The Bureau of Meteorology scoffed at the name Welsh storm, which means sunshine UK News

Naming storms can be tricky, like Met office Discover.

Welsh speakers have expressed dismay and surprise after a UK forecasting expert named Heulwen as one of the names for the 2020-2021 storms.

The problem is that Heulwen means sunlight, or “sun blessed.” It may not be the most appropriate name for a weather event that could cause flooding and disrupt travel.

Heledd Fychan, a board member of Plaid Cymru in Pontypridd, South Wales, who was Affected badly Of the storms in February, he said: “While it is wonderful to use the name Welsh, it is unfortunate that out of all the wonderful names the Met Office could have chosen, they chose a name that meant the shining of the sun.

“Given the intensity of the storms that struck Wells This year, the terrible impact on many societies, it is insensitive to those affected. “

BBC weather worker Owen Wayne Evans was among those who raised eyebrows, tweeting: “Who looks to Storm Sunshine?”

Owen Wayne Evans
(OwainWynEvans)

Today announced the names of a new storm dahlings. FYI – Heulwen is ‘sunshine’ in Welsh Who looks forward to Storm Sunshine ?! 🤷‍♀️ 😂 🏴󠁧󠁢󠁷󠁬󠁳󠁿 Embed a Tweet Embed a Tweet ☀️ https://t.co/FErdsC13HA


September 1, 2020

Dr Ellier Hughes, a general practitioner from Wales, has also tweeted about the irony of describing a Sunshine storm.

Dr. Ellier Hughes Fraser
(Hughes_eilir)

Ironically, when the Heulwen storm hits us.

What do you mean “Heulwen”?

“Sunshine mate. Mean sunshine
🤦🏼‍♂️ pic.twitter.com/MBPc79OUyo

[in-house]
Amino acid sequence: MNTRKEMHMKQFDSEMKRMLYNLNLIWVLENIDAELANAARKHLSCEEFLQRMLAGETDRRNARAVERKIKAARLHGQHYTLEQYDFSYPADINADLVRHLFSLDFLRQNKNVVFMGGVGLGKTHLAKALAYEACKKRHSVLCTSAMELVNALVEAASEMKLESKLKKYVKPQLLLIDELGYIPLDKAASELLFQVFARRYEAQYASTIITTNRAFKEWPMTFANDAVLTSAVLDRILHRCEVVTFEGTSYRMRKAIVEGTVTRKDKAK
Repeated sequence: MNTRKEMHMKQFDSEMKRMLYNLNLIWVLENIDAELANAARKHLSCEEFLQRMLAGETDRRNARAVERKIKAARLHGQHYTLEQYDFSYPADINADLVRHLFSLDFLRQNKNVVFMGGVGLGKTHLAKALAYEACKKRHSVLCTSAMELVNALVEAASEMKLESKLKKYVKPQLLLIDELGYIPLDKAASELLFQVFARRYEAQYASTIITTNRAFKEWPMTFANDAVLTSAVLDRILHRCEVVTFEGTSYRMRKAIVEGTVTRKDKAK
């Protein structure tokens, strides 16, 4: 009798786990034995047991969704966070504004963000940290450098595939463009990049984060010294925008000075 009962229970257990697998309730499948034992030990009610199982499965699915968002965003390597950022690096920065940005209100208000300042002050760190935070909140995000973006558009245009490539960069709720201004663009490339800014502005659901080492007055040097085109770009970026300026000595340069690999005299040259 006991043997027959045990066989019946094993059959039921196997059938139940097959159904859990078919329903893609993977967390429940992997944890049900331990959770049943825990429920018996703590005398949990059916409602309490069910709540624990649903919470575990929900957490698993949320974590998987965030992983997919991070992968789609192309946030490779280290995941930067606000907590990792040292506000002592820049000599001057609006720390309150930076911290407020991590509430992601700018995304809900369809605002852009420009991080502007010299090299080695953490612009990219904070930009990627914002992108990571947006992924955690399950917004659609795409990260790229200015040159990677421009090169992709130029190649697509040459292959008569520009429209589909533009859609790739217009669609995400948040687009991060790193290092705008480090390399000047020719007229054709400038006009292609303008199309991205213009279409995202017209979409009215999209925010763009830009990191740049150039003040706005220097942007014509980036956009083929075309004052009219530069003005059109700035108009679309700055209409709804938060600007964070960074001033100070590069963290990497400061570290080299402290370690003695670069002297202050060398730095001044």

September 1, 2020

The Welsh language campaign group Cymdeithas yr Iaith was more conciliatory. Its president, Bethan Roth said: “We are always delighted to see the Welsh language being used in an international context. Welsh names, including place names, should be widely used, normalized and celebrated in Britain, given the long and rich history of the language on this island.” .

The Met Office defended his choice, insisting that the aim of the exercise was not to focus on meanings but to make people realize that if a storm is named, very bad weather is on the way.

This is the sixth year that storms are named. The first serious storm this fall will be called Aiden, followed by Bella and Christoph.

Met Office spokeswoman Bonnie Diamond said the organization always carefully considers the meanings of the names it gives to storms and sees nothing wrong with using Heulwen.

We’ve invited the public to get names. “We had thousands of suggestions,” she said. “There were a lot of interesting names on the list. We’re eager to have a very diverse list of names.

“H was going to be female this year [it was Hugh last time]. The popular female name was Heulwen. We check all the meanings of the names beforehand. Meaning of Heulwen blessing the sun. We were more than happy to use it. “

Colleagues including Welsh speakers were consulted and supported its use.

“Every name has a meaning,” said Diamond, wavering on other names from the 2020-21 list. “Aiden means fiery, Bella means beauty. Ravi means sun and naaya water. Last year we had Samir, which means wind.”

Diamond said the weather office would encourage people not to indulge in meanings. “Giving names to the storms helps convey the message that severe weather is on the way,” she said.

Met office Collaborate with peers In Ireland, Mitt Irian, and the Netherlands, KNMI, to name storms.

In a statement, she said: “Similar to previous years, the 2020-21 list of names proposed by the public has been compiled alongside names that reflect the diversity of the three countries.

“As in previous years, Q, U, X, Y and Z will not be used to comply with international agreements to name the storm.”

Unfortunately for Heulwens everywhere, the name may end up unused as storms are named alphabetically. The 2019-20 season has only arrived F by Francis.

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